Phase I – Achievements
Phase I – Achievements
During the first funding period, the joint effort and the interdisciplinary interaction between chemists, physicists, materials scientists, chemical engineers and theoreticians involved has proven to be a highly productive and synergistic basis for accomplishing breakthroughs in the field of carbon allotrope research. The overview over some outstanding achievements below documents the effectivity of the broad range of disciplines networking and collaborating at the SFB 953 and shows the pioneering qualities that makes this research program one of the foremost entities of carbon allotrope research in the world.
Both wet-chemical and surface supported approaches have been followed. The highest degree of bulk hydrogenation was obtained in a Birch-type reaction, where frozen water (ice) was used as a gentle proton source. We were able to show, for the first time, that indeed wet chemistry can be used to efficiently generate poly-hydrogenated graphene, which is a milestone achievement on the way to graphane. The reaction product was characterized by statistical Raman spectroscopy and microscopy (SRS, SRM), by IR-spectroscopy, optical spectroscopy (absorption and emission), TGA/MS, and high resolution TEM. For comparison deuterated graphene was also prepared using the same reaction conditions allowing for the unambiguous detection of the expected C-D-vibrations in the respective IR-spectra. The hydrogenated graphene forms a greyish highly fluorescent solid. This indicates rather regioselective hydrogenation with the formation of highly functionalized regions next to isolated islands of intact and fluorescent nanographenes. This assumption is corroborated by HRTEM and also observed in related alkylation reactions. Full single-sided hydrogenation of graphene supported on a surface lead to graphone (single-sided graphane). The thermal stability of the system was investigated with temperature programmed X-ray photoelectron spectroscopy (TP-XPS) and desorption (TPD) and, in conjunction with DFT calculations, a complex coverage dependent hydrogenation and dehydrogenation mechanism was discovered.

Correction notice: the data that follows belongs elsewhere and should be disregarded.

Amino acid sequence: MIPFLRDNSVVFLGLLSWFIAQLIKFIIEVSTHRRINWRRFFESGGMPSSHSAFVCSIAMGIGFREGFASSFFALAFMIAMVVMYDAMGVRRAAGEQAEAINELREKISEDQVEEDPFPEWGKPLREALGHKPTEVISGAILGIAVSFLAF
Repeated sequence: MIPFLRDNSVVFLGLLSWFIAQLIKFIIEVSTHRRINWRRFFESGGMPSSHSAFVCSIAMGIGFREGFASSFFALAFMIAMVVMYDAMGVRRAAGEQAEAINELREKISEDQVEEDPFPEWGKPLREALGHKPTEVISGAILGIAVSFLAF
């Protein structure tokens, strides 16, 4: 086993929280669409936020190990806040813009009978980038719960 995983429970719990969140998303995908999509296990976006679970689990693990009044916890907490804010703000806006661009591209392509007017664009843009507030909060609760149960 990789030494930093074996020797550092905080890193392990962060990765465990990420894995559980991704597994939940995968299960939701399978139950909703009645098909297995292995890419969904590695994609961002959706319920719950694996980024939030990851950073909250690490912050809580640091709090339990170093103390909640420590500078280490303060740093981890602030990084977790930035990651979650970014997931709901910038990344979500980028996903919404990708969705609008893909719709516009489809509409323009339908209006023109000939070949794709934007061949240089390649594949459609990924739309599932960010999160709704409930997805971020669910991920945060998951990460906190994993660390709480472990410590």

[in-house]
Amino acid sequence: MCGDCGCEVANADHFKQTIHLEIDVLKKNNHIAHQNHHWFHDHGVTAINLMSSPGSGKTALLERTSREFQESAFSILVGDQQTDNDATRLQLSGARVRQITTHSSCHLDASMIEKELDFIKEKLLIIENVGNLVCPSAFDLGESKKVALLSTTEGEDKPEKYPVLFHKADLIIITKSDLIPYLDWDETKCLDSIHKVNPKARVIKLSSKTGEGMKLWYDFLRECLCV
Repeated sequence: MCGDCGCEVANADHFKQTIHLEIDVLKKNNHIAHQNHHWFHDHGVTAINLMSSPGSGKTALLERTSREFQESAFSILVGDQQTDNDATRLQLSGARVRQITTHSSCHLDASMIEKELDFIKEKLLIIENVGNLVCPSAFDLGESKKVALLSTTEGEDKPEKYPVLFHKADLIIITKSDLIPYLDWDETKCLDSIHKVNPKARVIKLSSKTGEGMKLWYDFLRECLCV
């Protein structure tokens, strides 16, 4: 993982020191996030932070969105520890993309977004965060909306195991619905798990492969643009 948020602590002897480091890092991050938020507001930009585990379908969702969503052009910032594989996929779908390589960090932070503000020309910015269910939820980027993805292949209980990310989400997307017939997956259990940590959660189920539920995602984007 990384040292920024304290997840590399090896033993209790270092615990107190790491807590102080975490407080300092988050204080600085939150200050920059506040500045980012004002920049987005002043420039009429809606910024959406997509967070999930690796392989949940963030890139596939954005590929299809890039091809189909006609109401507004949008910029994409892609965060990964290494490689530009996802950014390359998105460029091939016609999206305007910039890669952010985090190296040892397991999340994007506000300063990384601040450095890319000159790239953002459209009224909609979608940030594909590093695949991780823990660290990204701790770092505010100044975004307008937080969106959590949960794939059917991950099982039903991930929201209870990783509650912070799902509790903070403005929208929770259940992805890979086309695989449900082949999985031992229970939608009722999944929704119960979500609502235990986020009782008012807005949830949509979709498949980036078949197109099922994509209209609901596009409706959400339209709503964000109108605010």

The most complete series of extended [n]cumulenes known to date (n = 3, 4, 7, 9) was synthesized. These molecules offer an in-depth analysis of physical, structural, and electronic properties of model compounds for carbyne a new synthetic carbon allotrope. Theoretical aspects of the electronic properties have been unraveled by quantum mechanical calculations and were related to spectroscopic and electrochemical data. The chemical reactivity of new [n]cumulenes has been explored. Next steps towards the formation of stabilized cumulene derivatives involve the prevention of cycloaddition reactions. A general protocol for polyyne and cumulene rotaxanes has been developed, which offers a new stabilization motif for these molecules; likely through preventing intermolecular dimerization. Among the synthesis and characterization of further endcapped carbon-rods, polyynes equipped with pentacene groups represent a particularly interesting class of compounds. Polyyne-pentacene conjugates have been formed, based on di-, tetra-, and hexa-ynes, and explored theoretically and experimentally as molecular wires. Polyynes turned out to provide an ideal molecular wire with a particularly simple vibronic structure in single-molecule experiments. They allowed understanding the all-important interaction of electron motion with vibrations on a single molecule device.